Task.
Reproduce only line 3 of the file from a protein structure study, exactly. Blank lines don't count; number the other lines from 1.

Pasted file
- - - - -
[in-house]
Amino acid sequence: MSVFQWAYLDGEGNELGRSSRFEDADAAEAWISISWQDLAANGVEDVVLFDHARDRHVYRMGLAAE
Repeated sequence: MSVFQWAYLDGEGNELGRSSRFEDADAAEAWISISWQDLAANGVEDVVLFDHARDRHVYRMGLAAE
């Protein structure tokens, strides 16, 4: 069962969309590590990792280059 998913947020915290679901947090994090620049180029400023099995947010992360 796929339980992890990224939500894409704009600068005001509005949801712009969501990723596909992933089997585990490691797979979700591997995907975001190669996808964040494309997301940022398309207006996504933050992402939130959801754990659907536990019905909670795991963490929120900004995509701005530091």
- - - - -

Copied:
Repeated sequence: MSVFQWAYLDGEGNELGRSSRFEDADAAEAWISISWQDLAANGVEDVVLFDHARDRHVYRMGLAAE